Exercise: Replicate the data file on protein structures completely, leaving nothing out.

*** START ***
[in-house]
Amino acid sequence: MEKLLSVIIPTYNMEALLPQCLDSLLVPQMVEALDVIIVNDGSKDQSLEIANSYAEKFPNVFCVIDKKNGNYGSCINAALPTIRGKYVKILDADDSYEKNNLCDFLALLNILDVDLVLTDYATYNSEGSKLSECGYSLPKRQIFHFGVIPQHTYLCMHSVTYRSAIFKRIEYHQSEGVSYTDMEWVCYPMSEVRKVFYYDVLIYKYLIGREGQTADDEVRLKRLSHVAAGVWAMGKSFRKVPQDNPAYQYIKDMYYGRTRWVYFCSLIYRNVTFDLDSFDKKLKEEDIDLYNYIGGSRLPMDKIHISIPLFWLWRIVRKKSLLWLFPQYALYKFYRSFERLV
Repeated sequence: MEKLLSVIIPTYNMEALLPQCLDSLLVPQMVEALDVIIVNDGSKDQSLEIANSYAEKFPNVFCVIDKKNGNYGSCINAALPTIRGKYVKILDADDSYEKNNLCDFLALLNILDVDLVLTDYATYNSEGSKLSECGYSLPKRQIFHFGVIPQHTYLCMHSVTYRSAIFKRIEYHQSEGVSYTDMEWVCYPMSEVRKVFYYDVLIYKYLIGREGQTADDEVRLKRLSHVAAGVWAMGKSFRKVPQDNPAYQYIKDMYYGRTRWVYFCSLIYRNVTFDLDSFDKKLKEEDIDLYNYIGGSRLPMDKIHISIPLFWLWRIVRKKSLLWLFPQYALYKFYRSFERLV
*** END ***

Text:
[in-house]
Amino acid sequence: MEKLLSVIIPTYNMEALLPQCLDSLLVPQMVEALDVIIVNDGSKDQSLEIANSYAEKFPNVFCVIDKKNGNYGSCINAALPTIRGKYVKILDADDSYEKNNLCDFLALLNILDVDLVLTDYATYNSEGSKLSECGYSLPKRQIFHFGVIPQHTYLCMHSVTYRSAIFKRIEYHQSEGVSYTDMEWVCYPMSEVRKVFYYDVLIYKYLIGREGQTADDEVRLKRLSHVAAGVWAMGKSFRKVPQDNPAYQYIKDMYYGRTRWVYFCSLIYRNVTFDLDSFDKKLKEEDIDLYNYIGGSRLPMDKIHISIPLFWLWRIVRKKSLLWLFPQYALYKFYRSFERLV
Repeated sequence: MEKLLSVIIPTYNMEALLPQCLDSLLVPQMVEALDVIIVNDGSKDQSLEIANSYAEKFPNVFCVIDKKNGNYGSCINAALPTIRGKYVKILDADDSYEKNNLCDFLALLNILDVDLVLTDYATYNSEGSKLSECGYSLPKRQIFHFGVIPQHTYLCMHSVTYRSAIFKRIEYHQSEGVSYTDMEWVCYPMSEVRKVFYYDVLIYKYLIGREGQTADDEVRLKRLSHVAAGVWAMGKSFRKVPQDNPAYQYIKDMYYGRTRWVYFCSLIYRNVTFDLDSFDKKLKEEDIDLYNYIGGSRLPMDKIHISIPLFWLWRIVRKKSLLWLFPQYALYKFYRSFERLV